Ulli: A few weeks ago we had a meeting with a group of people about the present entry situation. The members of the present Entry Service threw in the towel some months ago as they felt unable to extend their “welcome mandate” because a growing number of the Newcomers immediately become a financial burden on the community. We agreed to modify the rule that Newcomers should be self-supporting during their one-year Newcomer period. The proposed change in the condition now is that a Newcomer must demonstrate that his economic needs will be taken care of either by him or herself or by an Auroville unit. The condition remains that the Newcomer has to find work that benefits the community.
Otto: The difficulty is that we have been given a certain dimension by Mother to allow people to do the work they really feel like doing. We can't force people to do something in Auroville simply because it corresponds to their education or previous work experience as they may want to do something completely different. We need an active group to guide the Newcomer and show the places where work is available. The Human Resource Team will have to take this up. There is a lot of work to be done here.
Challenges: higher education and housing
Divya: While we are confident that we now can take care of all the Aurovilians on the level of subsistence, we are still stuck on two major issues: to pay for the higher education of the Auroville children outside of Auroville, and to provide for housing. An Aurovilian will never be able to make any substantial savings from his or her maintenance to pay for the higher education of his or her children outside Auroville. Education has become very expensive. A high school in India charges between Rs 3 to Rs 5 lakhs a year (US $6,000 – $10,000); colleges and universities charge less, between Rs 50,000 and Rs 100,000 per year (US $1,000 – $2,000). In the USA , depending on the university, it is between US $10,000 – $35,000 a year. There is no way any Aurovilian can make that money in Auroville. The parents either have to go outside Auroville and earn, or the child has to get a study grant – which is not so easy to get – or take a study loan, and then he or she will need to work for many years outside to pay it back.
Ulli: The housing situation is the second major challenge. We do not have a vision, let alone a strategy about how to provide houses to a growing community. We are able to maintain our houses at the present level but we can't finance a healthy growth. The costs of creating housing have rapidly increased, while the matching funds have not. Fifteen years ago it was viable to save and bring the money from the West and build. Today, the costs have gone up so much that a young person will find it almost impossible to come here having saved enough to build a house.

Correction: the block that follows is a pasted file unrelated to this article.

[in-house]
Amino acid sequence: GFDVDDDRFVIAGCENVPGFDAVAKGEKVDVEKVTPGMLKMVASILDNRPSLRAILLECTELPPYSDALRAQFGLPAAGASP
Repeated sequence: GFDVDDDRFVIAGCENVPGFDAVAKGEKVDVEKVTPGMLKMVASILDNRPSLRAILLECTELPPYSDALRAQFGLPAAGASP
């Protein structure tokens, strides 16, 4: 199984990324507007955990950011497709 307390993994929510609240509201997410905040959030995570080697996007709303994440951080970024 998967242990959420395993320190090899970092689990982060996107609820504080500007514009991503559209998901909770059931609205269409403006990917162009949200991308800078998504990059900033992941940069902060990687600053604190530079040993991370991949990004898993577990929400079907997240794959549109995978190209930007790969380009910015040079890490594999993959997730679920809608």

Divya: Our present growth rate is far below that of the population around. When we analyze it, we find that a lot of growth is happening because former employees become Aurovilians or children of Aurovilians turn 18. Today there are about a 120 new housing units being created. The Entry Service says that a 150 people are looking for a place. If you ask the project holders, they will tell you that these people do not have the money to contribute towards a housing unit. Some of these projects may have trouble getting completed due to lack of funds.
Ulli: We have to review the policy of the past where you have to bring in the money you have made and donate it to Auroville for a house. The costs of building a house or apartment are now in the order of 15-28 lakhs (US$ 35,000 – 65,000). We have noted an increasing trend that people who have that kind of money do not all feel comfortable about putting it into Auroville in the present conditions, which is that you make a donation and can't get it back if you leave Auroville. There are many reasons why someone might leave: a problem with the visa; the education of the children; or simply because the Auroville experiment no longer works for that person. Today people come and explore and quite a few leave again because they do not find a way to create a sustainable economic situation for themselves.
Otto: We have often discussed how we could finance housing but we haven't yet found a viable solution. Last year the Government gave a grant to build an apartment complex for temporary residences. That's very promising. But how do you get people to leave such apartments if they don't have a place to go to?
Ulli: We'll have to look into two issues. Can we evolve a policy that allows people who leave Auroville to get the money back they provided for ‘their' house? And how do we raise funds for building more houses?
The outlook: positive
Divya: Notwithstanding these great challenges, we have a positive outlook. The balance sheets of the last 10 years show growth. We have many strong areas with growth potential, and we have a very diverse and highly skilled pool of human resources. That is a solid base which holds a lot of promise.